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'Research is not something that solely happens in universities'

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Julie Armoogum tells Claire Read about how she became interested in a career in research 

Julie Armoogum knew from an early age that she wanted to be a nurse. But she says it wasn’t until she went to university that she truly understood everything her chosen profession could encompass. 

Notably, that included the opportunity for research into the best way to provide the holistic healthcare she’d always wanted to offer.

“That degree course had quite a lot of impact on the professional that I now am,” says Ms Armoogum, Macmillan senior lecturer at UWE (University of the West of England) Bristol. “There was a real research element running through it. Nurses who were experts in research came to talk to us.

“Until then I hadn’t really realised that was available for nursing. It was recognising that research was another pathway. And another contribution to patient care.”

It’s a piece of knowledge she says she now tries hard to pass onto her students. In the specialist cancer care module she teaches for undergraduates, she says a key aim is “enthusing” about different career options; showing all the paths the profession can offer.

“We bring in a research nurse, we bring in nurse managers, we bring in people from hospice – nurses from a range of different clinical areas, so that our students can be exposed to those options.” 

For Ms Armoogum, teaching and research is a thread that has run throughout her career. During 10 years spent at University College London Hospitals Foundation Trust, she held roles as a clinical nurse specialist, a research sister, and finally one in education.

“You learn about your skills and your strengths during your career and I feel a real skill of mine is being able to communicate quite complex situations quite straightforwardly,” she reports.

“When I was a research nurse that really helped, understanding a complex research protocol and explaining that to patients. So teaching seemed quite a natural fit for me.”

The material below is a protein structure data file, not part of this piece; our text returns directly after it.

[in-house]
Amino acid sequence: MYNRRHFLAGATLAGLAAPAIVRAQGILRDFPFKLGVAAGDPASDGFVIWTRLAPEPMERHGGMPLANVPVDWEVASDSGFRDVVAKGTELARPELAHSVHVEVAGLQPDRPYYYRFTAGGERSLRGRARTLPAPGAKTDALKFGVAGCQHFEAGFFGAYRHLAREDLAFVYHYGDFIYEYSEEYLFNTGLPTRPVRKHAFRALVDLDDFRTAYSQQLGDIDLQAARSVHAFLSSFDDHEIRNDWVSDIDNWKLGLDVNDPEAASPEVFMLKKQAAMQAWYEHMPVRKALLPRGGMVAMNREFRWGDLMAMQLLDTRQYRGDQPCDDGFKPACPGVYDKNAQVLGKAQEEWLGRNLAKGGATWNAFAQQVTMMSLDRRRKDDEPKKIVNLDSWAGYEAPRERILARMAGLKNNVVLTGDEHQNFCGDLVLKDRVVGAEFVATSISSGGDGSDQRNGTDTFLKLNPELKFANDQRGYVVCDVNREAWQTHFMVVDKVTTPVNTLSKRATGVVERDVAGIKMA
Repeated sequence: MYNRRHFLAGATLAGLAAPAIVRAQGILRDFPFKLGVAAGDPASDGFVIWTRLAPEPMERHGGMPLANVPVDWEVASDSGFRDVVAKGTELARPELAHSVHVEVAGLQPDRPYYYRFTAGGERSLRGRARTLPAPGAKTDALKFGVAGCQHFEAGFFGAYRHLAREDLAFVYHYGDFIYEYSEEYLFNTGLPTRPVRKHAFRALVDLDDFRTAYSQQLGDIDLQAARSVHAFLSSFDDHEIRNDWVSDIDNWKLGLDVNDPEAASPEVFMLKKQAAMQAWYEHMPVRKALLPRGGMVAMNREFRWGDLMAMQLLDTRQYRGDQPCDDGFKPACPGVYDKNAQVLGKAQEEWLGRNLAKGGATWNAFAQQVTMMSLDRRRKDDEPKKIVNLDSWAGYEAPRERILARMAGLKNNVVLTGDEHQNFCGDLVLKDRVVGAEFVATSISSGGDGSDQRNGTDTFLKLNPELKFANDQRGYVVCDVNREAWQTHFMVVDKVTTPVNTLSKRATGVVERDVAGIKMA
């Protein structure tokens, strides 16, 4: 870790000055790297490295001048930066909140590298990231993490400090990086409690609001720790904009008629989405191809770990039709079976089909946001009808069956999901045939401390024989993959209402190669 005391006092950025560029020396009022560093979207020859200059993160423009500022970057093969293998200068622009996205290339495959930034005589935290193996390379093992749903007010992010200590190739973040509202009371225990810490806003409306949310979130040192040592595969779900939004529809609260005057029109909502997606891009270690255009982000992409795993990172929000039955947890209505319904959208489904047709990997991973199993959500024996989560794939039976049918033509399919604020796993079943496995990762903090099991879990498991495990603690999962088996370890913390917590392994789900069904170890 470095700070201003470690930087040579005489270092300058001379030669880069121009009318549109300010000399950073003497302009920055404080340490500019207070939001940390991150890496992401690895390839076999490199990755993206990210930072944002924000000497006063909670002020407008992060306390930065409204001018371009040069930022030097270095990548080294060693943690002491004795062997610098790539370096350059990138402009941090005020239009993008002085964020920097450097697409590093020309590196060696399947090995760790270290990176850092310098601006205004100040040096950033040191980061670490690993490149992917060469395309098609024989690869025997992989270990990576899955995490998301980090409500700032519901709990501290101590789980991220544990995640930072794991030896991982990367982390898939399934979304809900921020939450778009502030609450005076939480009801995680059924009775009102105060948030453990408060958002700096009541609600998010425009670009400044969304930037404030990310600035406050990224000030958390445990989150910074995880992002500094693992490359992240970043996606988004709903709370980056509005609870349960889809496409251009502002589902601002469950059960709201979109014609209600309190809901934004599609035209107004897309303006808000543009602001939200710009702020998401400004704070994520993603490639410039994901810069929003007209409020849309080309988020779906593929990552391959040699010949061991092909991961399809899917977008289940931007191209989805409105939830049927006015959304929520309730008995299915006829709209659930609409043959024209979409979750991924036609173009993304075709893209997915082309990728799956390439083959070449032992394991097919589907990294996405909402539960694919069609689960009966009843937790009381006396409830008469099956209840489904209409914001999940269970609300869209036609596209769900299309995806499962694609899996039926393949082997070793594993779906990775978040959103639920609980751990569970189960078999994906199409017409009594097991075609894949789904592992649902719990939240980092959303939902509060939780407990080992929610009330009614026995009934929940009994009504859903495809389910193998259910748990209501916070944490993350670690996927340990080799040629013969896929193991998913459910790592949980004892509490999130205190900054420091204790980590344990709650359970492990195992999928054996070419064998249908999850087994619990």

And it offered an opportunity to further advance her research. “The manager I had at that time really put a lot of trust in me, gave me a lot of professional freedom, and really encouraged me. What she wanted to do was recognise that research and evaluation has a place in nursing practice; that’s it not something that solely happens in universities.

“So I did quite a lot of work with the nurses on the ward, brainstorming projects that they wanted to do; that they thought were important to their practice. I worked with some junior nurses and with some more established nurses who were very junior to research and evaluation.”

It felt, she says, like she was “empowering” nurses to make research part of their daily work. And it remains part of hers – alongside her teaching responsibilities, Ms Armoogum is currently completing a PhD on the experiences and needs of cancer survivors living with chronic pain.

She admits that in some quarters there can be a sense that “real” nurses are those at the beside. “But I think actually I have a much better grasp now of the whole patient experience – from diagnosis until living with and beyond cancer or end of life care – than I did in the particular area of practice I was working in.”

Asked what advice she gives to newly qualified and junior nurses about career paths, she remembers something she was told early on in her own time in the profession.

“When I was a student nurse working bank, one of the ward sisters said to me: ‘Don’t overthink it, just do six months medical, six months surgical, don’t worry about where you’ve going to end up, just get this first year under your belt. Look after yourself, and look after the patients that you’re looking after that day, and just get a bit of experience’.”

She thinks it’s good advice, and adds to it a recommendation to seize opportunities. “It’s OK not to know where you want to end up. It’s about taking opportunities, and seeing where they take you.

“If you’ve got an opportunity to do a course, do it, because you don’t know whether that might become the link to a future job”.

The reality is that personal connections can also be links to new roles, of course. But while Ms Armoogum advocates pursuing such links, she eschews the word “networking”.

“I think it makes nurses feel uncomfortable, because it’s all feels a bit strategic. So I talk about creating professional support networks.” That means finding people who are of a like mind, sharing a specific attitude to nursing practice – and they might not always be in your own organisation.

“When I was at UCLH, those networks were actually very local to the team that I was working with. But as I’ve moved around, I realise that my professional networks aren’t simply in my organisation, but they’re around the whole country.

“Touching base with people, even if it’s only once every year at a conference, is really valuable to making you think: ‘Oh, yes, I’m not on my own here. We’re all part of a bigger picture’.”

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